|Publication number||US3955079 A|
|Application number||US 05/435,451|
|Publication date||May 4, 1976|
|Filing date||Jan 22, 1974|
|Priority date||Jan 22, 1974|
|Publication number||05435451, 435451, US 3955079 A, US 3955079A, US-A-3955079, US3955079 A, US3955079A|
|Inventors||Earle F. Chapman, Bernard J. Ruskin|
|Original Assignee||Chapman Earle F, Ruskin Bernard J|
|Export Citation||BiBTeX, EndNote, RefMan|
|Patent Citations (8), Referenced by (9), Classifications (10), Legal Events (2)|
|External Links: USPTO, USPTO Assignment, Espacenet|
1. Field of the Invention
The present invention relates to lamps and, more particularly, to multiple position lamps characterized by a lamp socket carried by an extensible and retractible stand.
2. Description of the Prior Art
In a floor lamp or the like having, as a stand, extensible and retractible telescoping tubes, repeated extending and retracting of the stand often results in fouling, i.e. knotting, twisting or breaking, the electrical cord that extends from the base of the lamp through the stand to a lamp socket at the top of the stand.
The primary object of the present invention is to provide in a floor lamp or the like having, as a stand, upper and lower telescoping rigid tubes extending between a supporting base and a supported lamp socket, a springlike plastic sleeve, which has an upper portion that is fixed to the upper tube, a medial portion that is extended linearly through the lower sleeve and a lower portion that is coiled compactly in the base. Reciprocation of the upper tube in the lower tube in order to adjust the height of the socket causes more or less of the plastic sleeve to be stored in its lower coiled portion while preventing fouling of the electrical cord as a result of frequent raising and lowering of the stand. The construction and composition of certain of the operating components are pertinent to the results achieved.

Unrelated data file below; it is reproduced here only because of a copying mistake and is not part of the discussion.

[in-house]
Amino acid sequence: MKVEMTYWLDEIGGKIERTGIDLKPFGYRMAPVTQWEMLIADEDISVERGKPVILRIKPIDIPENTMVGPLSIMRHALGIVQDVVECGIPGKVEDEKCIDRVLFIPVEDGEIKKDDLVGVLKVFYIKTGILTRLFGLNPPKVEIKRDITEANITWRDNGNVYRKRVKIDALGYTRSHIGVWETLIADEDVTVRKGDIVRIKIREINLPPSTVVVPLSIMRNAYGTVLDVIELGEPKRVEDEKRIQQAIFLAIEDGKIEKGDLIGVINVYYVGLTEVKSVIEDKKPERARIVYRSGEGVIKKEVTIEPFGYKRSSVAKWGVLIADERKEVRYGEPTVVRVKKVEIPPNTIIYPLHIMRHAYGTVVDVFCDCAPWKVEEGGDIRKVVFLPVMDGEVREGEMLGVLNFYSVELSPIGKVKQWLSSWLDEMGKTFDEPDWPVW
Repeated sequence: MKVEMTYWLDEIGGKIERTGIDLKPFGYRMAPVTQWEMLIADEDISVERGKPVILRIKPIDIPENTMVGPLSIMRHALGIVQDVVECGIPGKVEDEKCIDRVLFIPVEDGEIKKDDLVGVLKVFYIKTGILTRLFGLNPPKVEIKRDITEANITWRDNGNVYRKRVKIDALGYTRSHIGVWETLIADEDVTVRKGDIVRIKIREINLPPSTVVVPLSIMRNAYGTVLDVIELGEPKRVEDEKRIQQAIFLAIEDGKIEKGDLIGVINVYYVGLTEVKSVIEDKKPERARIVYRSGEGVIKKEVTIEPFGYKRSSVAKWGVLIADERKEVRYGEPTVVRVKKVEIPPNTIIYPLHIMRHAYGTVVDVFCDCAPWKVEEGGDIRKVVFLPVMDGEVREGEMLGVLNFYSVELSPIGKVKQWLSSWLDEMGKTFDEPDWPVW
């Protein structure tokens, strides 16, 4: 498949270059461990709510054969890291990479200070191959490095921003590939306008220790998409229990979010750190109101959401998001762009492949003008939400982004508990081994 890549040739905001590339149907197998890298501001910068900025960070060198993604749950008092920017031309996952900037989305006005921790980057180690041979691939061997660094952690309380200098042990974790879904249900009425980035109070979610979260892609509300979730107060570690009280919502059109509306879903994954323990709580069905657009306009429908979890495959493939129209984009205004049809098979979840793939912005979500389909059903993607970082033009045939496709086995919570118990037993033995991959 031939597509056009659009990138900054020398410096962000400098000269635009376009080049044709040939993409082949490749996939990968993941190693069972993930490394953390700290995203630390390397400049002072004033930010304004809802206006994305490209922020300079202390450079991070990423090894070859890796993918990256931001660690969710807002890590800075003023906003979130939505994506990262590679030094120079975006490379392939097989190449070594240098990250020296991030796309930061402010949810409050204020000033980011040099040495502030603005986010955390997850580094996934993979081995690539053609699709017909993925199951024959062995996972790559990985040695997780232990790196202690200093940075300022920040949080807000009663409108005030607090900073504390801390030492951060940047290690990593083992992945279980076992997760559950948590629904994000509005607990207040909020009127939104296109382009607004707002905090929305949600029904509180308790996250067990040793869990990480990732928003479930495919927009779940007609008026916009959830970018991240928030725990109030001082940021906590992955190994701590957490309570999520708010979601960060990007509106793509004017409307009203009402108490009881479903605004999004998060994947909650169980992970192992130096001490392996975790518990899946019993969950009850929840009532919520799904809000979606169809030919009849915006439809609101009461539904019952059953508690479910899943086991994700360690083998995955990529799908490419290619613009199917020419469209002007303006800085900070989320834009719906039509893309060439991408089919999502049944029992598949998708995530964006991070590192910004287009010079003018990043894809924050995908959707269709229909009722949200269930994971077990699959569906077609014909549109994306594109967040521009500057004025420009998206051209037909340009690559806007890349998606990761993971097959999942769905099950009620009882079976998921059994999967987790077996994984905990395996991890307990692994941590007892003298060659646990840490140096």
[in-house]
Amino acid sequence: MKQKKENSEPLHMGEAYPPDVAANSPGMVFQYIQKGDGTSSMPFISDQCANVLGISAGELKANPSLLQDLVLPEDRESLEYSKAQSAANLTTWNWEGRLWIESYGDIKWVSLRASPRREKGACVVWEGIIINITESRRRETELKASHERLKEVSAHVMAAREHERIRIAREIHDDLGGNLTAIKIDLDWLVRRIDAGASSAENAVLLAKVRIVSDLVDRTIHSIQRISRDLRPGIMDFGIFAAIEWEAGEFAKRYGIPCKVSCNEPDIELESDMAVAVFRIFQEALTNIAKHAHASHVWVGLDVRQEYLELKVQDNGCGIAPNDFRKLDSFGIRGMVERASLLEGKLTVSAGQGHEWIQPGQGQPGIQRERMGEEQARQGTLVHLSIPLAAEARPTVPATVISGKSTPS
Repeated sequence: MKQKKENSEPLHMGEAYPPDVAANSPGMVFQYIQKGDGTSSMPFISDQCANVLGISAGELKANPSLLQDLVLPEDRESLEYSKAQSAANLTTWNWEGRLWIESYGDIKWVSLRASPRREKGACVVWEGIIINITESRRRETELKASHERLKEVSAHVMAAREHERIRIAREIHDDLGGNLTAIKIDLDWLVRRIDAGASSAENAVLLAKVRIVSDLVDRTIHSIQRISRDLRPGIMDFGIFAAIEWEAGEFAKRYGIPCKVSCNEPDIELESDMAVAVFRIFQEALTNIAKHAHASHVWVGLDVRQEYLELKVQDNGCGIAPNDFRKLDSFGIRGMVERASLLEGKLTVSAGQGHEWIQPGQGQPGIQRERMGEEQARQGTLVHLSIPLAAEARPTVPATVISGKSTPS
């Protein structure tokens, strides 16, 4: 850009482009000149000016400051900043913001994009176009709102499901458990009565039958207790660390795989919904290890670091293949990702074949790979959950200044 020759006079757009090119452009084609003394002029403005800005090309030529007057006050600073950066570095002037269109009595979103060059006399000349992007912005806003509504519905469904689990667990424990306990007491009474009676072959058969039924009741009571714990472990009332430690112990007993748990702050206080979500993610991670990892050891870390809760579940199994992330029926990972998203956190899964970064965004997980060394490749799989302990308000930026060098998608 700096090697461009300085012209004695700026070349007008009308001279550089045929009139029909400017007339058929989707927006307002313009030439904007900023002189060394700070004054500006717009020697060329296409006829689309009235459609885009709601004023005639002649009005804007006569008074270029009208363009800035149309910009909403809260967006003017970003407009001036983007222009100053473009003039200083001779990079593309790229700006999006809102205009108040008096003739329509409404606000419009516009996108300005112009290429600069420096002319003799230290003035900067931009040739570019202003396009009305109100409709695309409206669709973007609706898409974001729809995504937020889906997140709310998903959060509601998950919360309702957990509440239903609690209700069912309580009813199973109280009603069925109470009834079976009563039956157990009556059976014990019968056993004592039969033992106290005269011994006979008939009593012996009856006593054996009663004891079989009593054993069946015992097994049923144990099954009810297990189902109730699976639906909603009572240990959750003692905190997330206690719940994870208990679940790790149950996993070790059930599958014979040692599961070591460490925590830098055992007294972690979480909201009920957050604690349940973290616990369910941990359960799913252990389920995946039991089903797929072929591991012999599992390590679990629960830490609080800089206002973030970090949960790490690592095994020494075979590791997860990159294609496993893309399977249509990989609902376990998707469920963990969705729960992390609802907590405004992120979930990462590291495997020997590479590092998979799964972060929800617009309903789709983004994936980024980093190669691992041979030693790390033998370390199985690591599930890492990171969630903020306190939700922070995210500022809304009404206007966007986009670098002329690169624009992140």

Other objects of the present invention will in part be obvious and will in part appear hereinafter.
The invention accordingly comprises the lamp possessing the construction, combination and composition of elements and arrangement of parts, which are exemplified in the following detailed description, the scope of which will be indicated in the appended claims.
For a fuller understanding of the nature and objects of the present invention, reference is made to the following detailed description, taken in connection with the accompanying drawings, wherein:
FIG. 1 is a perspective view of a lamp embodying the present invention;
FIG. 2 is a sectional, broken away view of FIG. 1, taken substantially along the lines 2--2; and
FIG. 3 is a fragmentary, broken away view of a part of the lamp of FIG. 1.
Referring now to the drawings, a multiple position, variable intensity lamp embodying the invention is shown in FIG. 1 at 10. Lamp 10 comprises a circular base portion 12 which is provided with an annular skirt 14. Base portion 12 is formed with a concentric through hole 16 which is adapted to receive a sleeve 18 having externally threaded ends 20, 22. An internally threaded ring 24 having a knurled outer edge 26 and a fastener 28, for example a hexagon nut, are turned onto threaded end 20 at the opposed faces of base portion 12. Hole 16 is slightly larger than threaded end 20 and smaller than ring 24 and nut 28, in order to clamp sleeve 18 in position with respect to base portion 12. An internally threaded bushing 30 is turned onto threaded end 22. Bushing 30 is provided with a concentric through hole 32 which is adapted to slidably receive a hollow elbow shaft 34. A fabric washer 35 is interposed between upper end of sleeve 18 and a shoulder 37 at the interior face of bushing 30.